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The Next Step in GIST: When 'Miracle' Drugs Stop Working

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Posted: 8/31/2004

COLUMBUS, Ohio – Patients who can’t take or who no longer respond to what was once called a “miracle” drug for cancer may be helped by a new therapy that aims to scramble key signals that fuel tumors’ growth. The drug, called SU11248, may offer hope to patients with gastrointestinal stromal tumor (GIST) who were initially taking imatinib mesylate, or Gleevec.

Doctor Manisha Shah
Manisha H Shah, M.D.

When Gleevec was first introduced in 2001, it made headlines all over the world because it appeared to bring at least one form of cancer – chronic myelogenous leukemia (CML) – to its knees. If taken early enough in the development of CML, Gleevec can lead to remission in a matter of weeks, and while some scientists feel it may eventually prove to be curative, it is too soon to tell.

Scientists also discovered Gleevec can be stunningly effective for some patients with GIST – slow growing, often overlooked cancers that often take root in the connective tissue around the stomach or bowel and are resistant to chemotherapy or radiation.

Gleevec is useful in treating both CML and GIST because it blocks the activity of certain proteins and growth factors (tyrosine kinases) that misfire in both forms of the disease.

“Initially, gastrointestinal tumors are often mistaken for something else,” says Dr. Manisha Shah, an oncologist in The Ohio State University Comprehensive Cancer Center. “Patients with GIST usually don’t have any early symptoms and surgery gets ruled out because the cancer has often spread by the time they first see their doctors. That’s why we were so pleased to see that Gleevec could virtually melt away these gigantic tumors in some patients.”

Despite Gleevec’s initial success, however, some patients with CML or GIST are finding that after a while, the drug stops helping them. Their cancers change, creating new mutations that enable them to withstand even the most effective therapies. This phenomenon, called chemoresistance, is forcing scientists at Ohio State and elsewhere to re-evaluate the limitations of molecularly targeted therapy and work quickly to develop treatments, like SU11248.

“Chemoresistance is one of the most frustrating problems we encounter in treating almost every kind of cancer,” says Dr. William Blum, an oncologist who specializes in leukemia at The Ohio State University Arthur G. James Cancer Hospital and Richard J. Solove Research Institute. He says new agents like SU11248, and others, may be the next step in dealing with evolving mutations that render cancer cells chemoresistant.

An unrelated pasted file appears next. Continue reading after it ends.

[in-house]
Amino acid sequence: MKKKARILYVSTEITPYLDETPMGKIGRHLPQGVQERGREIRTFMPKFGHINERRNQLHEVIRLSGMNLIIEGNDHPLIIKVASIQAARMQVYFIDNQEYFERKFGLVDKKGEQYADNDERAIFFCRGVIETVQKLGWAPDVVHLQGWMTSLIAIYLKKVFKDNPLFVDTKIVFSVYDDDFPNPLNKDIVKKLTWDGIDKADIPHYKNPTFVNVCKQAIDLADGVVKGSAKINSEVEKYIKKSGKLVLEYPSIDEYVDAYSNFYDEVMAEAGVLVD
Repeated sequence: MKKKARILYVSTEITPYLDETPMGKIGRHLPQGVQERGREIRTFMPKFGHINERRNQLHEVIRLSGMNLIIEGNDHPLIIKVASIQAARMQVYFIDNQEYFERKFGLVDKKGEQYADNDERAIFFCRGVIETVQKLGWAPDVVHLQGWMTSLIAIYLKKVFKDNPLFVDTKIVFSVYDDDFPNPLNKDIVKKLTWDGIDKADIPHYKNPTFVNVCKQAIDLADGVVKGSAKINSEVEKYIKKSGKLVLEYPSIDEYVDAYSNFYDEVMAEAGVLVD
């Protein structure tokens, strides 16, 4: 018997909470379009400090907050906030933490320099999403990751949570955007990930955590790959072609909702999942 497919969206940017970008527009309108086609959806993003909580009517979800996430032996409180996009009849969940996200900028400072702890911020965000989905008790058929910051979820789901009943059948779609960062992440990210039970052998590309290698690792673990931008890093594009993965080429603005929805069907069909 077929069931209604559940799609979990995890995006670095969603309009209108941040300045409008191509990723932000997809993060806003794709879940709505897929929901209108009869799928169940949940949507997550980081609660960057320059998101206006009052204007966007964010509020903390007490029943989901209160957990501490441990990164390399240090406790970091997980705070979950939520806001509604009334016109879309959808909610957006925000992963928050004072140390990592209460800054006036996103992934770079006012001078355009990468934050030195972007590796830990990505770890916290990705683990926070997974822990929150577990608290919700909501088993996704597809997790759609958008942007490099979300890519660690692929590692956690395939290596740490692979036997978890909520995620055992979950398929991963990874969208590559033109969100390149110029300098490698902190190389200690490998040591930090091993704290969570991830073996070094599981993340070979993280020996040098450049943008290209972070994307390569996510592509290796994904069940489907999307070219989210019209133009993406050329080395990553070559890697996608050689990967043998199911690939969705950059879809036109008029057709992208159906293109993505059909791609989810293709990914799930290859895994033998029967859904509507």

Patients with GIST at The James enrolled in a phase III trial evaluating SU11248 are randomized into either a treatment group or a control group. It is a double-blind study, meaning that neither the participants nor their physicians know who is getting SU11248 and who is taking a placebo. Patients on the study take one pill a day, and researchers will evaluate them to see if the drug can shrink their tumors or delay the time until the cancer spreads.

SU11248 can help block the development of new blood vessels to feed the growth of new tumors and slow tumor growth by interfering with important growth signals.

Results from an earlier trial found SU11248 beneficial to just over half of those in the study, but their tumor shrinkage was not substantial enough to merit approval of the drug based on an uncontrolled trial. In addition, roughly a third of the patients experienced significant side effects, like diarrhea, fatigue and low blood counts.

Shah says this new study, which is much larger and also includes a control group, should offer clearer and more useful data about any benefits SU11248 may offer patients with Gleevec-resistant GIST. The trial is open at dozens of major cancer centers around the world; investigators are hoping to identify at least 350 patients who would be appropriate for the study

GIST is a relatively rare cancer, accounting for only 5,000 new cases in the United States each year.

The study is sponsored by Pfizer.

The Ohio State University Comprehensive Cancer Center is a network of interdisciplinary research programs with over 200 investigators in 13 colleges across the OSU campus, the Arthur G. James Cancer Hospital and Richard J. Solove Research Institute and Children’s Hospital, in Columbus. OSUCCC members conduct research on the prevention, detection, diagnosis and treatment of cancer, generating over $95 million annually in external funding.

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Michelle Gailiun
Medical Center Communications

Cancer; Clinical/Translational Research; James Cancer Hospital; OSU Medical Center; Treatment Options